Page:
You may have heard about Chuck as a "super value" wine sold at Trader Joe's (in states other than Tennessee where grocery stores are allowed to sell wine). I'm not being a snob about it, but first of all, it's not even really two bucks. East of the Mississippi, Charles Shaw's white and red usually run a little over $3. Manufactured by Bronco Wine Company, Chuck is made from the extra grapes from many, many vineyards all over California. Like the grapes that nobody else wanted. The inconsistency of the juice means that you really might get what you paid for: not much.
More importantly, there are much better cheap wines available from vintners that understand that many wine drinkers are looking for a "pool pounder" that won't break the bank. They're not easy to find, but if you make friends with your local wine shop employees they'll give you the skinny. Don't be ashamed to say you're looking for something cheap but palatable.
Recently Hoyt Hill at Village Wines sent me an email that I thought had to have a typo in it. He had come across a deal on multiple cases of some 2007 Jacob's Creek Reserve Riesling that he was selling at $2.50/bottle or $27 per case. That's usually a $12-15 bottle, so I took a flier on a case.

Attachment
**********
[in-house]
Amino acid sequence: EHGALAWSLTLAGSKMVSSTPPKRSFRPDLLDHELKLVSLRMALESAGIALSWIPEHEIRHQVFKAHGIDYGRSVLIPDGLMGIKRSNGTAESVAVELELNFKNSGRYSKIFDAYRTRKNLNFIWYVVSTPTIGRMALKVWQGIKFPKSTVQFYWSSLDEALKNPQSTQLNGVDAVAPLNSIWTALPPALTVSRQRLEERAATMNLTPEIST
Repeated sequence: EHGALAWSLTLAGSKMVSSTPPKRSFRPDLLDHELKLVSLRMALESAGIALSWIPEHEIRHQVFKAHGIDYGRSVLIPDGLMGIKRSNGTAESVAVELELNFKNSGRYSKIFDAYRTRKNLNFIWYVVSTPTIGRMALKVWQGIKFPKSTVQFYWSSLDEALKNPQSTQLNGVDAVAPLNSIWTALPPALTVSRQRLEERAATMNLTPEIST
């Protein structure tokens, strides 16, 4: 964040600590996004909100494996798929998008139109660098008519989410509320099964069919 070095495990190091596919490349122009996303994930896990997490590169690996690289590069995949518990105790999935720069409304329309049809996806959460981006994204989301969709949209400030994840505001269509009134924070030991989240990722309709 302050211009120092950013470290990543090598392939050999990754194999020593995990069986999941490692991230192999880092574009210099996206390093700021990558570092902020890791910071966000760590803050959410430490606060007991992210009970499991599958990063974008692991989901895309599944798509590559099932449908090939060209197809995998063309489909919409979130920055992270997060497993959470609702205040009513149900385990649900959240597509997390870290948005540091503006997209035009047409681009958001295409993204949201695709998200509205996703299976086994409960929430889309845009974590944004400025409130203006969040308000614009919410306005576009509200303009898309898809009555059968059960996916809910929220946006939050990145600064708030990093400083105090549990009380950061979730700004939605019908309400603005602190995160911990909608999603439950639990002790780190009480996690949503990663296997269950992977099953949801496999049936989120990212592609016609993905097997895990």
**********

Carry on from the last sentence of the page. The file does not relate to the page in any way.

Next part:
As always, the proof is in the tasting. How did this wine measure up to the Chuck?
This week's dining review features the seven-year-old Acorn restaurant on the outskirts of Centennial Park. Chef Andy Hunter delivers a playful and well-executed menu of French-inspired fare that could make for a friendly neighborhood joint, but with dinner for two easily clocking in at $100, Acorn appears to have painted itself into the corner of special-occasion dining.
Keeping in mind the pressure on diners' wallets and menus' prices, Acorn will soon be launching a menu of small plates.